To judge by early reviews of Paul W.S. Anderson‘s Pompeii (Sony, 2.21), the following HE piece about a 2007 visit to the actual Pompeii is probably a bit more interesting than the film. I’ll never know, of course, as I’d rather jump off the Santa Monica Pier at midnight than see it. The CG zombie-whore vibe is like the stench of carrion. Update: Disdain doesn’t cut it. Sony never invited me to a screening so I’ll be paying to see Pompeii early Friday.

“With spooky, half-shaped visions of Roman Polanski‘s Pompeii flashing in my head, Hollywood Elsewhere visited the Pompeii ruins yesterday,” I wrote on 5.31.07. “I’m very glad I went — this is the best-preserved ancient Roman city anywhere, covered as it was and frozen in time by tons of ash that spewed out of Mount Vesuvius on August 24, 79 AD. The problem is that I was too cheap to buy a map or go with a tour group, and by the end of our visit I’d come across only one lousy plaster-covered body.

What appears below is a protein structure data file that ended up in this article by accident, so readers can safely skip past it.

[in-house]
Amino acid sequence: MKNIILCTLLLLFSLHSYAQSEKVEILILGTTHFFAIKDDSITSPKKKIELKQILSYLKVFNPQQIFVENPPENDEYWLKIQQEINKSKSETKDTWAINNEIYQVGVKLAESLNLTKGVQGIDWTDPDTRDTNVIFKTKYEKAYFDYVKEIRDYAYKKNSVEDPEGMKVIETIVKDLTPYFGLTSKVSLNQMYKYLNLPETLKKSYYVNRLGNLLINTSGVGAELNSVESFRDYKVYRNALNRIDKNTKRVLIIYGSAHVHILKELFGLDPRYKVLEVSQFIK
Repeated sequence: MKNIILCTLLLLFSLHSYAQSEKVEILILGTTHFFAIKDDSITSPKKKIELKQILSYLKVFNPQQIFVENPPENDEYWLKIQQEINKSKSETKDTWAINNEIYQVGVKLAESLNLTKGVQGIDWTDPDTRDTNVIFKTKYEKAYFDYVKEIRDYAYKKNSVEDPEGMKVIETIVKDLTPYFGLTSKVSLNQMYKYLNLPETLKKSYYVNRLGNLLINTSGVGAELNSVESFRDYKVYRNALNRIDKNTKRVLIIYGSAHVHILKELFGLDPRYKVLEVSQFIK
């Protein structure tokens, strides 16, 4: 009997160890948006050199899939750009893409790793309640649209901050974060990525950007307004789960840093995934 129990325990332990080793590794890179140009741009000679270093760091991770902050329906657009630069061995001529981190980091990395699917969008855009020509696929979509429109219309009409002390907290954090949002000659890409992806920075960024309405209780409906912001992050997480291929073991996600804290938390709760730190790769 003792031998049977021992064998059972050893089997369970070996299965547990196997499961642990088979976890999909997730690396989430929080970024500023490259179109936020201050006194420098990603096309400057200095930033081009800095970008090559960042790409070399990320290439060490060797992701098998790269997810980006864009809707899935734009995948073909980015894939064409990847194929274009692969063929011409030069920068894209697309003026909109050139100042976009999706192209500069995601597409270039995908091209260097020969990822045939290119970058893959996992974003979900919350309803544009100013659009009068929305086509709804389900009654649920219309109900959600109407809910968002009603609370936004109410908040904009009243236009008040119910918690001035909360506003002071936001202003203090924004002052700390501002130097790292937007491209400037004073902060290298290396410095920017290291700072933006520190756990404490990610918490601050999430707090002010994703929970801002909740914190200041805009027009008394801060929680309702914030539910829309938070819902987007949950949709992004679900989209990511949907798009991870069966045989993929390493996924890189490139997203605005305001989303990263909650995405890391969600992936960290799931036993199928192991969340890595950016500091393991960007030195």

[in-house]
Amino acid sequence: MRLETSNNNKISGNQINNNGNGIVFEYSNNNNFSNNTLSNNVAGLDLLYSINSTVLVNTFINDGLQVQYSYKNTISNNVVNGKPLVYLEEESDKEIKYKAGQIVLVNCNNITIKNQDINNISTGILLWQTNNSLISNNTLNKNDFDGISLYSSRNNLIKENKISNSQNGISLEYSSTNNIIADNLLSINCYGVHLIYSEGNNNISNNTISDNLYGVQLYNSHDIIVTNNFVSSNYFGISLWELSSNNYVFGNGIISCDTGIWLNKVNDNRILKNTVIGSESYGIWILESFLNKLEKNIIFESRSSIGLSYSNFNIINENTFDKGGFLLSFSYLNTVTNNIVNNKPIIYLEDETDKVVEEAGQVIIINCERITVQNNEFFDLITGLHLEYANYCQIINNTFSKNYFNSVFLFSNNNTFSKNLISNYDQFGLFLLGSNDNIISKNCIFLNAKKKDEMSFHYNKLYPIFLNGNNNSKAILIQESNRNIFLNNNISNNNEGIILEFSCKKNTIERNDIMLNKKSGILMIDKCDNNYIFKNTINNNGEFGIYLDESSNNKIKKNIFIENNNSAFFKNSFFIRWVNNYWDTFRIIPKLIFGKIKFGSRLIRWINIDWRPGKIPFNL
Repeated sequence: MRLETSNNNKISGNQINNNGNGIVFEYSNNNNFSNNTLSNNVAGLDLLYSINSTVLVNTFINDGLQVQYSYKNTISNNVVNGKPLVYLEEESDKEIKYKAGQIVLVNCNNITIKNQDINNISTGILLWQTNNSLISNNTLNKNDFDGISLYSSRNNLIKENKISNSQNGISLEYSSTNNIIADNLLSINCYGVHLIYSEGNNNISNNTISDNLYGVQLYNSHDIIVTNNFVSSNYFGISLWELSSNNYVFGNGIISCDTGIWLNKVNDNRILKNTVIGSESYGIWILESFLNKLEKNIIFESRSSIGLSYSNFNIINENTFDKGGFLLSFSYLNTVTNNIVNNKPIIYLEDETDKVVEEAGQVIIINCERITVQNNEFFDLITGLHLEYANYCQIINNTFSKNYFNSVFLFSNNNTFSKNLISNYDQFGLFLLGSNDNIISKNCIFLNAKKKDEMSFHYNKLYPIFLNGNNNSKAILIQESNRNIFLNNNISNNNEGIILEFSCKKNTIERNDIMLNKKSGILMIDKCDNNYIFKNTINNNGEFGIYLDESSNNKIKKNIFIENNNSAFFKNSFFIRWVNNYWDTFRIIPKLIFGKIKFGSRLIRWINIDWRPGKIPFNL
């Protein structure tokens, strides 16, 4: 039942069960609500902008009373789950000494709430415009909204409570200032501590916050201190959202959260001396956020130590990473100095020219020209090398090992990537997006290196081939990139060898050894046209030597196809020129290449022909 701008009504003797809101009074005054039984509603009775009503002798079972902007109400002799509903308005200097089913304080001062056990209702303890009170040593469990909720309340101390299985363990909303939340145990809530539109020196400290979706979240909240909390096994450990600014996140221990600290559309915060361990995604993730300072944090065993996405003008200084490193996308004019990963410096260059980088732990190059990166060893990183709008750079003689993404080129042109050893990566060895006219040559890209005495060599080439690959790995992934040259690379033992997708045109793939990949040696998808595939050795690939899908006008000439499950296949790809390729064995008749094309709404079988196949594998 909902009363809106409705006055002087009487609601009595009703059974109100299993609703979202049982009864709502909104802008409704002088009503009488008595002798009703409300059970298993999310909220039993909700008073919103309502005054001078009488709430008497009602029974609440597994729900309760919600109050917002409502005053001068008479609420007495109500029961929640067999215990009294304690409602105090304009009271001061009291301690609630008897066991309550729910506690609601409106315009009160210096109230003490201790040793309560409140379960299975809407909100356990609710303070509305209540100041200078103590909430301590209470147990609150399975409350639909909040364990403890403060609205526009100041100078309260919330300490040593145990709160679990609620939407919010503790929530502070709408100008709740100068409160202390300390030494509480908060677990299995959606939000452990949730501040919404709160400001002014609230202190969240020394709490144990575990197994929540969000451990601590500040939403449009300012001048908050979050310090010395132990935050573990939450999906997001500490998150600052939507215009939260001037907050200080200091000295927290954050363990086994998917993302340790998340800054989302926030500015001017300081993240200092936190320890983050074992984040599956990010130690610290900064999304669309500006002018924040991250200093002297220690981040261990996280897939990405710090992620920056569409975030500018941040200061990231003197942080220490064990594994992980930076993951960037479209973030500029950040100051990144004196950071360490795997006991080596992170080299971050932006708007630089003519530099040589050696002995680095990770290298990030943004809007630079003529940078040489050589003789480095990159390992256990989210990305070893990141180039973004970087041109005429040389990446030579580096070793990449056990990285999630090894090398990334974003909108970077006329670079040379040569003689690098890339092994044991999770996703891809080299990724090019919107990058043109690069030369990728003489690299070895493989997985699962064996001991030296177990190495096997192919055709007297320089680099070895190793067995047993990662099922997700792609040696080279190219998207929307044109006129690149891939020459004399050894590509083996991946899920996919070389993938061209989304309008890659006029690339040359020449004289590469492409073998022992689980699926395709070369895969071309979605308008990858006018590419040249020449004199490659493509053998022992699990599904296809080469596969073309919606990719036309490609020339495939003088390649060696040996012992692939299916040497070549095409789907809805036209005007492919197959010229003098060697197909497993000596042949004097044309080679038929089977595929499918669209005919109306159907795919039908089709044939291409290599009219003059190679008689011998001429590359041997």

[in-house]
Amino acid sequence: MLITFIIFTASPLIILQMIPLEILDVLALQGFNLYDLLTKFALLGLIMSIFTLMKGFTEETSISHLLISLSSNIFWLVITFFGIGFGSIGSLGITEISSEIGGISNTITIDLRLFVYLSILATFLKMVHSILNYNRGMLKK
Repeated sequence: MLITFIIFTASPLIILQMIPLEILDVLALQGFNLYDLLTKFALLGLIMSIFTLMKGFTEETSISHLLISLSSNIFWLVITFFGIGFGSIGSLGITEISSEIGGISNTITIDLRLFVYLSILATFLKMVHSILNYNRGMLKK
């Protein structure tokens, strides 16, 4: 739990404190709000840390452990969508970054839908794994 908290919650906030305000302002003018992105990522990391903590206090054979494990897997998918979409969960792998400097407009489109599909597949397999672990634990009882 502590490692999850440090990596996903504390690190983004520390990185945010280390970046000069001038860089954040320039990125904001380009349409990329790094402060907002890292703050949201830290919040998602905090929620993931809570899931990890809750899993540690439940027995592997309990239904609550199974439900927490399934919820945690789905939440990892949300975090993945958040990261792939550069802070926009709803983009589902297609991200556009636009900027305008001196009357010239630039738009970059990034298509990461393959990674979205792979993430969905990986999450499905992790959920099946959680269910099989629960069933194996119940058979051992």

“The frescoes and the pottery and the precisely preserved apartments and villas are fascinating, but let’s be honest — if you come to Pompeii, you want to see how the citizens met their doom. You want freeze-frame death statues of people going “aaaah, this hurts!” And in this respect, Pompeii struck me as a faint ripoff. There should be bodies everywhere, in every house. Bodies of men, women, children, dogs, horses. Plus there were no chariots or carts. Or none that I came across.

“On top of which the area just outside Pompeii’s ancient walls looks like a cross between Orlando Disney World and the border approach in Tijuana. Scores of ticky-tacky motels, gross souvenir shops, low-grade pizzerias and fruit stands. Jett found it disgraceful, saying that the commerce dishonors the dead.”